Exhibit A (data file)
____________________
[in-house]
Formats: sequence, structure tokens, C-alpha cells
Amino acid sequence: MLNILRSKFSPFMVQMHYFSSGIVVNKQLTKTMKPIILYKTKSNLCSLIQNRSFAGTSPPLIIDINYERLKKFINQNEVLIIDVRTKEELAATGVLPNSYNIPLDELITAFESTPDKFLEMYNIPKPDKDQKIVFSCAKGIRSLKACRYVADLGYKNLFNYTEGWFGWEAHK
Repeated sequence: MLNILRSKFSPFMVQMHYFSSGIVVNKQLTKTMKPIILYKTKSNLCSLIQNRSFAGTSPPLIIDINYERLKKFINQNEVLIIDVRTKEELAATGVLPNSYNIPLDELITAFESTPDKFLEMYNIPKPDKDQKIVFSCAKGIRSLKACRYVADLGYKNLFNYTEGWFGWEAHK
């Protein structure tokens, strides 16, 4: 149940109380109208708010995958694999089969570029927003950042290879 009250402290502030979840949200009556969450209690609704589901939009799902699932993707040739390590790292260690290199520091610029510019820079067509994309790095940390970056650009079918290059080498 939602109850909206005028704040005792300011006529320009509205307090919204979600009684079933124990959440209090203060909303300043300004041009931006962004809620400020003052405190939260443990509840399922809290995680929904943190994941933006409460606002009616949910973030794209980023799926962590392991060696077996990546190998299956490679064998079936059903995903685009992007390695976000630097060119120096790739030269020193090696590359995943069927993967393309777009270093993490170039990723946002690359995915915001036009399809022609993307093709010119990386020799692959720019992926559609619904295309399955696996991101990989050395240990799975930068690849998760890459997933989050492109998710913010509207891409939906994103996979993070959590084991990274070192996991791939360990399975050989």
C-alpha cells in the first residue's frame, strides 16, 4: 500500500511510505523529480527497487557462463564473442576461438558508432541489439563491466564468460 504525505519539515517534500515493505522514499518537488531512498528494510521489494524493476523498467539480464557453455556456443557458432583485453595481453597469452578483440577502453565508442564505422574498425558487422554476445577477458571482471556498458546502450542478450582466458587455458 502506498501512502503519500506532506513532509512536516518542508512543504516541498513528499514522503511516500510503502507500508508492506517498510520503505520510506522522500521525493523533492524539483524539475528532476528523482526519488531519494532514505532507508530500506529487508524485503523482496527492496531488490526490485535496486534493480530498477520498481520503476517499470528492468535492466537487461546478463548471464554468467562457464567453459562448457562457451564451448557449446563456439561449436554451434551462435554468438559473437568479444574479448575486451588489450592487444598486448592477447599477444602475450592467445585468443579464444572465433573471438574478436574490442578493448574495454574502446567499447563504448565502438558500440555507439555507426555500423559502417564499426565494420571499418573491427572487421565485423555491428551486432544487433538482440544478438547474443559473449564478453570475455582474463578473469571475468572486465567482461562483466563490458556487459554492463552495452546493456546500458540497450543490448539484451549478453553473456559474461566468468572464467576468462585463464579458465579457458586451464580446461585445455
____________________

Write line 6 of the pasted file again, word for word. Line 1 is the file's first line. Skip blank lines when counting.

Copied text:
C-alpha cells in the first residue's frame, strides 16, 4: 500500500511510505523529480527497487557462463564473442576461438558508432541489439563491466564468460 504525505519539515517534500515493505522514499518537488531512498528494510521489494524493476523498467539480464557453455556456443557458432583485453595481453597469452578483440577502453565508442564505422574498425558487422554476445577477458571482471556498458546502450542478450582466458587455458 502506498501512502503519500506532506513532509512536516518542508512543504516541498513528499514522503511516500510503502507500508508492506517498510520503505520510506522522500521525493523533492524539483524539475528532476528523482526519488531519494532514505532507508530500506529487508524485503523482496527492496531488490526490485535496486534493480530498477520498481520503476517499470528492468535492466537487461546478463548471464554468467562457464567453459562448457562457451564451448557449446563456439561449436554451434551462435554468438559473437568479444574479448575486451588489450592487444598486448592477447599477444602475450592467445585468443579464444572465433573471438574478436574490442578493448574495454574502446567499447563504448565502438558500440555507439555507426555500423559502417564499426565494420571499418573491427572487421565485423555491428551486432544487433538482440544478438547474443559473449564478453570475455582474463578473469571475468572486465567482461562483466563490458556487459554492463552495452546493456546500458540497450543490448539484451549478453553473456559474461566468468572464467576468462585463464579458465579457458586451464580446461585445455